So last week we got into a discussion about digital news, cable TV and traditional journalism -- all pegged to this story on Martin Eisenstadt, the anonymous McCain staffer who was reported to have leaked the much-told tale that Sarah Palin did not know that Africa was a continent.
Cable chatterers, from both sides of the dial, ate it up. We all did.
There is no Eisenstadt. He never worked on McCain's campaign. Even if he did, he doesn't know Palin from six bits. And his blog? Yeah, it's a hoax.
The question was how could journalists report anything like that without checking it out, and whether blogs and youtube tend to enable sloppyy reporting.
Chitchat evolved into a debate about political reporting, cable news itself, and whether any original journalism goes on there at all -- with one student, who may have been channeling Chris Matthews, finally saying that by the time night falls, everyone already knows what's happened anyway, so if folks tune in at all, all they are looking for is spin.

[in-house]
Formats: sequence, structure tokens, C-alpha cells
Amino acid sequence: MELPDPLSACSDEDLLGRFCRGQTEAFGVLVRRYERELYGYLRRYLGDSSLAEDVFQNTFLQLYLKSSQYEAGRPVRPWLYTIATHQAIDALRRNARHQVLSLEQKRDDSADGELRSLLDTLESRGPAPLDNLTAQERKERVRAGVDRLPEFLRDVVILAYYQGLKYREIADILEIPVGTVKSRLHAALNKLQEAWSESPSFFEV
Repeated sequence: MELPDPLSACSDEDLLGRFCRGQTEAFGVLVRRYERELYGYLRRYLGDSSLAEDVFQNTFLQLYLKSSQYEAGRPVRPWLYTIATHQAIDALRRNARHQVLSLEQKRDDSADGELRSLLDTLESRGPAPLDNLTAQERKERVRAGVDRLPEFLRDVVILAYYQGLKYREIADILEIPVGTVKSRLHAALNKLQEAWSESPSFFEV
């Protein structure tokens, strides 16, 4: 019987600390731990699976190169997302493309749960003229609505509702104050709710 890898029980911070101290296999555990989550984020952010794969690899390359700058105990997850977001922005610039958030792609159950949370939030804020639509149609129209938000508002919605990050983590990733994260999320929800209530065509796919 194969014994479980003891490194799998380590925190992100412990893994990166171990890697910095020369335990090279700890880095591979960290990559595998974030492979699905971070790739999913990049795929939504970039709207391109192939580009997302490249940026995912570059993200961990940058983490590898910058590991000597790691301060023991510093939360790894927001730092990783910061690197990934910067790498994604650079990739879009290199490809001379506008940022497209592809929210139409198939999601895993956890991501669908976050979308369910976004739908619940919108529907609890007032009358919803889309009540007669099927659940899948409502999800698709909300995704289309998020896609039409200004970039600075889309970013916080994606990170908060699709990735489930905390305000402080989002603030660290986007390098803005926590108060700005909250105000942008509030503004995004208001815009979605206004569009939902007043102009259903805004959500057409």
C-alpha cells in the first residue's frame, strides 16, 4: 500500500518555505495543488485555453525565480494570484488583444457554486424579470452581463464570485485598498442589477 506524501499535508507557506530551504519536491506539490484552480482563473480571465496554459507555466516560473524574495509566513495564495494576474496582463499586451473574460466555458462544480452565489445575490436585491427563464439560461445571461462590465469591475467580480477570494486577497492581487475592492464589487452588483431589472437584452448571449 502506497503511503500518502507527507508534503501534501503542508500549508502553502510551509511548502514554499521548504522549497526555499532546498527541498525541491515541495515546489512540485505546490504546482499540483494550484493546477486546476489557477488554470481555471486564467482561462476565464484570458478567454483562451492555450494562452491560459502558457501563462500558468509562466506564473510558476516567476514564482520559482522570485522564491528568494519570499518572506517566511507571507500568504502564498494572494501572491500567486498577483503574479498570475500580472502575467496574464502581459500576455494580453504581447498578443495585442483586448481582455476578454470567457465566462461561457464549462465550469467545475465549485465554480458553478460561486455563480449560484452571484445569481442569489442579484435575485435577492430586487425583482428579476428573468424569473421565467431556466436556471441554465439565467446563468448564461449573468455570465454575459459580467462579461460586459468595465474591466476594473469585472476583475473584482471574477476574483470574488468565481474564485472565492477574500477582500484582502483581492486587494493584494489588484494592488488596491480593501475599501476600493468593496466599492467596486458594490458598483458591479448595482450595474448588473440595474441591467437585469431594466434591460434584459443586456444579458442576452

Really? In other words, people are so news hungry, they update themselves throughout the day? To test the theory, I looked at the clock (2:45 p.m.) and said to the class in general: okay, so tell me what's happened so far today. Sheepish looks, total silence. All of which led, in turn, to a serious discussion (okay, a rant) about whether the general (okay, appalling) lack of interest in current events -- even among journalism students, for the love of God -- is partly responsible for the implosion of the news media. We get what we ask for?
So the question became what do we do to support good journalism -- and how do we get people across the board to understand how vital it is to our communities, to our democracy.
Katie Powers, Editor-in-Chief of our campus newspaper, had brought up the original question about Eisenstadt. Her suggestion: maybe journalists across the country should go on strike for 24 hours. No news. Nothing for fatuous blogs to link to. No fodder for cable spin.
Just go dark. Kinda like it. bk